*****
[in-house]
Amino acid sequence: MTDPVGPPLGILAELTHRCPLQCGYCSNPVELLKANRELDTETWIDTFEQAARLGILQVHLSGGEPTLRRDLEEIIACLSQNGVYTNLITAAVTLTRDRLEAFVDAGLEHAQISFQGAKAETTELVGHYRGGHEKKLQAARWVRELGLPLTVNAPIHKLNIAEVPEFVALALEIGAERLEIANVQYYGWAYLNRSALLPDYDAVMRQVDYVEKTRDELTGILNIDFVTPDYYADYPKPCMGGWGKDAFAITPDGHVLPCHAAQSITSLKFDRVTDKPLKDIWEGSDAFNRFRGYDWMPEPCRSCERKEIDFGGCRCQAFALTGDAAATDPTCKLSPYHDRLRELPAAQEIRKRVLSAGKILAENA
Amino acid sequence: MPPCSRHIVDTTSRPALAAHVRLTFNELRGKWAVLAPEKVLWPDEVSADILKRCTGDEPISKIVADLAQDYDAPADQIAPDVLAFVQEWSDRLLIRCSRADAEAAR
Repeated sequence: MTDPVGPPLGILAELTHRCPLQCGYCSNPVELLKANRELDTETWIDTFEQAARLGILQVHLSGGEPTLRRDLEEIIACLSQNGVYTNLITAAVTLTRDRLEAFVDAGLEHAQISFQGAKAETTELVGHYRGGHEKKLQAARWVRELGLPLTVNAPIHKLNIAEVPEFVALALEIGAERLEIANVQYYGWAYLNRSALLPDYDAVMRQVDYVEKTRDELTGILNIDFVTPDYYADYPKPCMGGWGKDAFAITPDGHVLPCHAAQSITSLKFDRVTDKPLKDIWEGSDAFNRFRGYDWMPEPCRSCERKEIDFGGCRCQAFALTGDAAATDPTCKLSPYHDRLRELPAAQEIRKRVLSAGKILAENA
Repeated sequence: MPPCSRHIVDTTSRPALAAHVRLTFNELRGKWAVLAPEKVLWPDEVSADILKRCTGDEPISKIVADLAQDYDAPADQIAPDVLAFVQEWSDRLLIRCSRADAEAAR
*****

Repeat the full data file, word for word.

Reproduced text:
[in-house]
Amino acid sequence: MTDPVGPPLGILAELTHRCPLQCGYCSNPVELLKANRELDTETWIDTFEQAARLGILQVHLSGGEPTLRRDLEEIIACLSQNGVYTNLITAAVTLTRDRLEAFVDAGLEHAQISFQGAKAETTELVGHYRGGHEKKLQAARWVRELGLPLTVNAPIHKLNIAEVPEFVALALEIGAERLEIANVQYYGWAYLNRSALLPDYDAVMRQVDYVEKTRDELTGILNIDFVTPDYYADYPKPCMGGWGKDAFAITPDGHVLPCHAAQSITSLKFDRVTDKPLKDIWEGSDAFNRFRGYDWMPEPCRSCERKEIDFGGCRCQAFALTGDAAATDPTCKLSPYHDRLRELPAAQEIRKRVLSAGKILAENA
Amino acid sequence: MPPCSRHIVDTTSRPALAAHVRLTFNELRGKWAVLAPEKVLWPDEVSADILKRCTGDEPISKIVADLAQDYDAPADQIAPDVLAFVQEWSDRLLIRCSRADAEAAR
Repeated sequence: MTDPVGPPLGILAELTHRCPLQCGYCSNPVELLKANRELDTETWIDTFEQAARLGILQVHLSGGEPTLRRDLEEIIACLSQNGVYTNLITAAVTLTRDRLEAFVDAGLEHAQISFQGAKAETTELVGHYRGGHEKKLQAARWVRELGLPLTVNAPIHKLNIAEVPEFVALALEIGAERLEIANVQYYGWAYLNRSALLPDYDAVMRQVDYVEKTRDELTGILNIDFVTPDYYADYPKPCMGGWGKDAFAITPDGHVLPCHAAQSITSLKFDRVTDKPLKDIWEGSDAFNRFRGYDWMPEPCRSCERKEIDFGGCRCQAFALTGDAAATDPTCKLSPYHDRLRELPAAQEIRKRVLSAGKILAENA
Repeated sequence: MPPCSRHIVDTTSRPALAAHVRLTFNELRGKWAVLAPEKVLWPDEVSADILKRCTGDEPISKIVADLAQDYDAPADQIAPDVLAFVQEWSDRLLIRCSRADAEAAR